Set of easy-to-ride, high-performance, cobblestone-lined pointbreaks, located on the border between San Diego County and Orange County, about 75 miles south of Los Angeles; the longstanding epicenter of California high-performance surfing.

From north to south, the major surf spots at Trestles are: Cotton's Point, a shifty, peaky, mostly left-breaking wave; Upper Trestles, an upbeat right; Lower Trestles, the premier break in the area, a long and even-paced right matched with a shorter, quicker left; and Church, a tapering point divided into three separate breaks. San Onofre, a popular longboarding and beginners break, is located just to the south of Church.

Cotton's and Lowers break best during south or southwest swells (May to October); Uppers favors a west or northwest swell (November through March); the upper two takeoff areas at Church require southerly swells, while the inside break takes a northerly. Trestles—named after a pair of wooden train trestles located at either end of the area—is sometimes described as America's most consistent wave zone, often coming up with small surf when the rest of the coast is waveless, and bearing up well under the prevailing afternoon west winds. Rarely do any of the breaks here hit eight foot or bigger.

Located at the northwest corner of the Camp Pendleton Marine Corps Base, a virtually undeveloped 125,000-acre tract of land used primarily as a military training ground, Trestles has long been an oasis in the middle of Southern California's otherwise insanely overdeveloped coastline. Estuaries and marshes are located just behind the beach at Church, Lowers, and Uppers; deer, bobcat, beavers, coyotes, mountain lions, and eagles live in the nearby foothills.

While a few Orange County surfers rode Trestles as far back as the late 1930s (Peanuts Larson of Laguna is sometimes mentioned as the first), Mickey Dora and Phil Edwards, in their pre-surf-icon teenage years, put the break on the map in the summer of 1951, walking one mile north from San Onofre to Lowers and riding by themselves day after day.

By the end of the 1950s, Trestles was thought of as Orange County's answer to Malibu—except that while Malibu was the most public of surf breaks, the Marine-patrolled Trestles was technically off-limits to all beachgoers, surfers included. Until 1971, when public access was allowed, the Trestles surfing experience was in large part a strategic and tactical engagement with the U.S. Marines. Entry and exit routes through the marshland reeds were plotted, surfboards were often hidden by their owners (and sometimes confiscated by the Marines), and ammunition on occasion was fired over the heads of trespassing surfers. At one point, two platoons and a Coast Guard cutter positioned themselves on either side of the lineup at Lowers, just to remove two kneeboarders. "But Trestles," San Diego surfer Chuck Hasley once noted, "was the one beachhead the Marines could never hold."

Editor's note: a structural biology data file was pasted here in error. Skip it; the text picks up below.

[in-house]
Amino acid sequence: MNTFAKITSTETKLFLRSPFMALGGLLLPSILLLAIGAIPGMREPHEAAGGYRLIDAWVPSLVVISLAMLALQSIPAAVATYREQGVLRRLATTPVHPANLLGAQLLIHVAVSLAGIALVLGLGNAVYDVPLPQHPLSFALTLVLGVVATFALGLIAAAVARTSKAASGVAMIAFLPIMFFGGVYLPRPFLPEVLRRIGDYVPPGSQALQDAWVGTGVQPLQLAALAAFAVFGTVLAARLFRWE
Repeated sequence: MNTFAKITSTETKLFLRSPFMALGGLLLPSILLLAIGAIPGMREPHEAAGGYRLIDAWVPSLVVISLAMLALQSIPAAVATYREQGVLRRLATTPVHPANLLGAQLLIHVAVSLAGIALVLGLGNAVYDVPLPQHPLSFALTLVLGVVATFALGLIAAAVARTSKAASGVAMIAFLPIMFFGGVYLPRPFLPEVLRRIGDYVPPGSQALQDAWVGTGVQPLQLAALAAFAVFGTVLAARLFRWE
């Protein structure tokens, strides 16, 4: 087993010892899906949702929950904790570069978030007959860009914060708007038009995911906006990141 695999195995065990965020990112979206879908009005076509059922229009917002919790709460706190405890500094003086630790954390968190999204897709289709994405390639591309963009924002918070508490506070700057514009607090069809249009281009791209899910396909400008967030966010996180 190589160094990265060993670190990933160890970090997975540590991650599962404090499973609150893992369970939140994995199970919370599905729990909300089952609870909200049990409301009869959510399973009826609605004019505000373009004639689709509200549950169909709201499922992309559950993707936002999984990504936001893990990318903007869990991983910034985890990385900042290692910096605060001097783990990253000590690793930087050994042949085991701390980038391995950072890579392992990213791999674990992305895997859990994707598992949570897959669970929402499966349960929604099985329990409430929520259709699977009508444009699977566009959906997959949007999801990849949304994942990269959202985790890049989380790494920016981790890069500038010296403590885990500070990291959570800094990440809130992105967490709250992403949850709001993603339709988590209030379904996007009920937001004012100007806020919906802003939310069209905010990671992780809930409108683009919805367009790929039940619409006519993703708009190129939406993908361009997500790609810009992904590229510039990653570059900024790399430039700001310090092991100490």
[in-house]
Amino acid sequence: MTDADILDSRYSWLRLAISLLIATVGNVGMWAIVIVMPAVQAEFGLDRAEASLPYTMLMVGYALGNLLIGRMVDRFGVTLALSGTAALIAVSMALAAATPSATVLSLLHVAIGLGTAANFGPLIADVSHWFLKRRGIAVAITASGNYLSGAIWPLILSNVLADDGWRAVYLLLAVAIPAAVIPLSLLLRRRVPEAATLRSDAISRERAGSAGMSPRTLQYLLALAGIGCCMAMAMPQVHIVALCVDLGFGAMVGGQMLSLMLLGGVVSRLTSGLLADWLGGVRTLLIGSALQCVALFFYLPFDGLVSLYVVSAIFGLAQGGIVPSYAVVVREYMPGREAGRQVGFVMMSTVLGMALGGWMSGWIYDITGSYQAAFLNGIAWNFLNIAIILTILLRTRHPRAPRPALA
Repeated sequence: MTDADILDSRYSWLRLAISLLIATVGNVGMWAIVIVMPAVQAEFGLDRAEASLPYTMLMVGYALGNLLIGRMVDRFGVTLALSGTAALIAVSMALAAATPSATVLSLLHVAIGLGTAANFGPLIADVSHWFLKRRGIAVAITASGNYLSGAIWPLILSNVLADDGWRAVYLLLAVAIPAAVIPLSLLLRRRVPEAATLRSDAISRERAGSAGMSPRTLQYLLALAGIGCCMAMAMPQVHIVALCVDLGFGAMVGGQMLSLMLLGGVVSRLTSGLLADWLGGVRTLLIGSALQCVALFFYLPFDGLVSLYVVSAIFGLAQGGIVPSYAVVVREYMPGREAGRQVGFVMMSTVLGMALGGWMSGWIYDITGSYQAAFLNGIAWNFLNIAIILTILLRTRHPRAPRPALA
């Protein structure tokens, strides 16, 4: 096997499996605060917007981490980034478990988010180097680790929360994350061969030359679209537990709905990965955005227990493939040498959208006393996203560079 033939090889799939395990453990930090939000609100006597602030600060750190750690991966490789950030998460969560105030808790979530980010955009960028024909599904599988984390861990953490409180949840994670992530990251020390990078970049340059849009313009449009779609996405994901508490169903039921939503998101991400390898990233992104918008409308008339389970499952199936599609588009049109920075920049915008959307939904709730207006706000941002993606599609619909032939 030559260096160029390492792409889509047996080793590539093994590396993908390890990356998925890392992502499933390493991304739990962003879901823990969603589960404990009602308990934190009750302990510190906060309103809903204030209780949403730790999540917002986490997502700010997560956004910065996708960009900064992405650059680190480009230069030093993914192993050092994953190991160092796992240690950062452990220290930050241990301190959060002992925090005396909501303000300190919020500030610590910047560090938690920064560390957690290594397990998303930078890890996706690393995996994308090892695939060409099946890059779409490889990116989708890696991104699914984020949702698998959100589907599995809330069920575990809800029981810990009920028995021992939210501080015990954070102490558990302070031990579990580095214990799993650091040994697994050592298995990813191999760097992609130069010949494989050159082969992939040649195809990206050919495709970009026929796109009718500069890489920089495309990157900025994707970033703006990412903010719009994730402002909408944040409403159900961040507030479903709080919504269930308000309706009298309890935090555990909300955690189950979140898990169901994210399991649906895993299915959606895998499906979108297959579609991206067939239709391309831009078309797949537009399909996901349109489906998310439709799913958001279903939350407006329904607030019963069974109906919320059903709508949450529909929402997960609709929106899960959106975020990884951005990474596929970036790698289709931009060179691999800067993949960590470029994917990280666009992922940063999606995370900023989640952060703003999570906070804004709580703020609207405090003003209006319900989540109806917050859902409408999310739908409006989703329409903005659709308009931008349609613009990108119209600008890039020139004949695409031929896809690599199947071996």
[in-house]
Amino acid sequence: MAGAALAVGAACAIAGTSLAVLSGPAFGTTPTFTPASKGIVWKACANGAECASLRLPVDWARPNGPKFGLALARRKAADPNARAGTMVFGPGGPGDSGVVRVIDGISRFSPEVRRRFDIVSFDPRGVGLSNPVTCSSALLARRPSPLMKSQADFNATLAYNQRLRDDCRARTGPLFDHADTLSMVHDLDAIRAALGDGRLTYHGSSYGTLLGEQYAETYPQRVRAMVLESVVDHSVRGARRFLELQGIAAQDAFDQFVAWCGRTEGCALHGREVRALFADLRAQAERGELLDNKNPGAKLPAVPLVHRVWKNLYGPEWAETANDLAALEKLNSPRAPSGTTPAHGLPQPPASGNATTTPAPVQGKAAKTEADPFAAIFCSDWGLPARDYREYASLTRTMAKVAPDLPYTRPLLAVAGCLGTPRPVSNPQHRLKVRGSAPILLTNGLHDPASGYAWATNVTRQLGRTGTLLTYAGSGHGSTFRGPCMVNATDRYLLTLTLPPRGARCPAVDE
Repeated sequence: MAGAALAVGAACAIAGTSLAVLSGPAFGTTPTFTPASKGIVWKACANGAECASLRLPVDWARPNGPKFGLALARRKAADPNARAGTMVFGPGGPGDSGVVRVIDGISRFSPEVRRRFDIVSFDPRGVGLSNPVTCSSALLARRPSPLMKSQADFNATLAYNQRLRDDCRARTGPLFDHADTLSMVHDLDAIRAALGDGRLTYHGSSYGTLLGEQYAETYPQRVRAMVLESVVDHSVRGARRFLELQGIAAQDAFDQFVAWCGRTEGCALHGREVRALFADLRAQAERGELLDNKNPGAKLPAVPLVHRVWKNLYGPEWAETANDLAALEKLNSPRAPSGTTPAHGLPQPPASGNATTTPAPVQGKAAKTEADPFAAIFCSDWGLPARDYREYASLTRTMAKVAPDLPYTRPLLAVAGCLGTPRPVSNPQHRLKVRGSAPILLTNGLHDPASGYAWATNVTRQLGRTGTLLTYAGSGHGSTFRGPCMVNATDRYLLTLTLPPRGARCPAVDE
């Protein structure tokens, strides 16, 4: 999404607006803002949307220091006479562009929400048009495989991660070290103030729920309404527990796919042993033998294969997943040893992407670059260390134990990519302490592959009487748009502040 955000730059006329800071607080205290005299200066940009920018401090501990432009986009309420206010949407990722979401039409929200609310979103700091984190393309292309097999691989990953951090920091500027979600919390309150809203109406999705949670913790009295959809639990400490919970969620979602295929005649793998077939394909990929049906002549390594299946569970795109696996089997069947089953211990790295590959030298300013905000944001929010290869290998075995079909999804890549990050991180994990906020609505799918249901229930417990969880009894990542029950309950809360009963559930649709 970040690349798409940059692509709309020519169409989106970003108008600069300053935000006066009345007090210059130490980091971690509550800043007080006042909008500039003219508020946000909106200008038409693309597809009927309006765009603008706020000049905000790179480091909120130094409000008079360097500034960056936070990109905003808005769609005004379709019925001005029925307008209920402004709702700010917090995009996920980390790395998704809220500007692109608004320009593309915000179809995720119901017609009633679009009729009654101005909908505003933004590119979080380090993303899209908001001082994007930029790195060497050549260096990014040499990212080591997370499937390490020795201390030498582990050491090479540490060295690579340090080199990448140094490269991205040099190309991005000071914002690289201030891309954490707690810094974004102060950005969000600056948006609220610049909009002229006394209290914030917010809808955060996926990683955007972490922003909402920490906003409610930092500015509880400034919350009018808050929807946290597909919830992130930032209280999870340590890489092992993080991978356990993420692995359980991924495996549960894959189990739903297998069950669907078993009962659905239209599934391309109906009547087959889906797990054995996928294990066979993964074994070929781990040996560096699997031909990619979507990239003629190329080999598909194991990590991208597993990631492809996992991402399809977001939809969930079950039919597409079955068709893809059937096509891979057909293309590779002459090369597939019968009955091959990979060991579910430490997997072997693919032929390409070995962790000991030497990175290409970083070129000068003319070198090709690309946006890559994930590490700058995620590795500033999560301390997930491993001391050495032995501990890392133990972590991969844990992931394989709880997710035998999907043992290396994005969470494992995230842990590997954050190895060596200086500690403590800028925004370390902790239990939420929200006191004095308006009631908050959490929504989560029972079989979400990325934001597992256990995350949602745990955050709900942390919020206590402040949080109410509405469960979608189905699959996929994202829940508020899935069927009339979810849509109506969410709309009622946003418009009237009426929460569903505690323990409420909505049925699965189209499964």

Trestles has been home break to dozens of top California riders over the decades, including Bill Hamilton, Herbie and Christian Fletcher, Jericho Poppler, Matt Archbold, Chris Ward, Shane Beschen, and Kolohe Andino. Overcrowding has been a problem since the early '70s, and during a midsummer swell it's common to see as many as 100 surfers in the water at a time at Lowers.

The first annual All-Military Surfing Championships, held at Church, took place in 1972; the first civilian event at Trestles was the $6,000 Sutherland Pro, held in 1977 and won by Hawaiian Michael Ho. Dozens of professional and amateur contests have been held at Trestles since the late 1980s. In 1990, world-champion-to-be Kelly Slater made his pro debut by winning the $100,000 Body Glove Surf Bout, held in perfect five-foot surf at Lowers.

The world pro tour added a Trestles event to its schedule in 2001, with the Billabong Pro (later renamed the Hurley Pro), held at Lowers, won by Andy Irons and Pauline Menczer. The National Scholastic Surfing Association has run its prestigious National Championships at Trestles since 1992.

Trestles has been featured in dozens of surf movies and videos over the decades, including Slippery When Wet (1958), Surfing Hollow Days (1962), Fluid Drive (1974), Ocean Fever (1983), Amazing Surf Stories (1986), Surfers: The Movie (1990), Momentum (1992), Bliss (1996),  Surf 365 (2000), and This Way Up (2003). Orange County surf band the Rhythm Rockers had a local hit in 1963 with the misspelled "Breakfast at Tressels."

A ten-year battle to prevent a toll road project from spilling into the Trestles area was won, at least temporarily, in early 2008, when the California Coastal Commission voted 8 to 2 that the project was not in compliance with the California Coastal Act. In 2013, the nearby San Onofre Nuclear Power Plant, after a small radioactive leak, was shut down for good.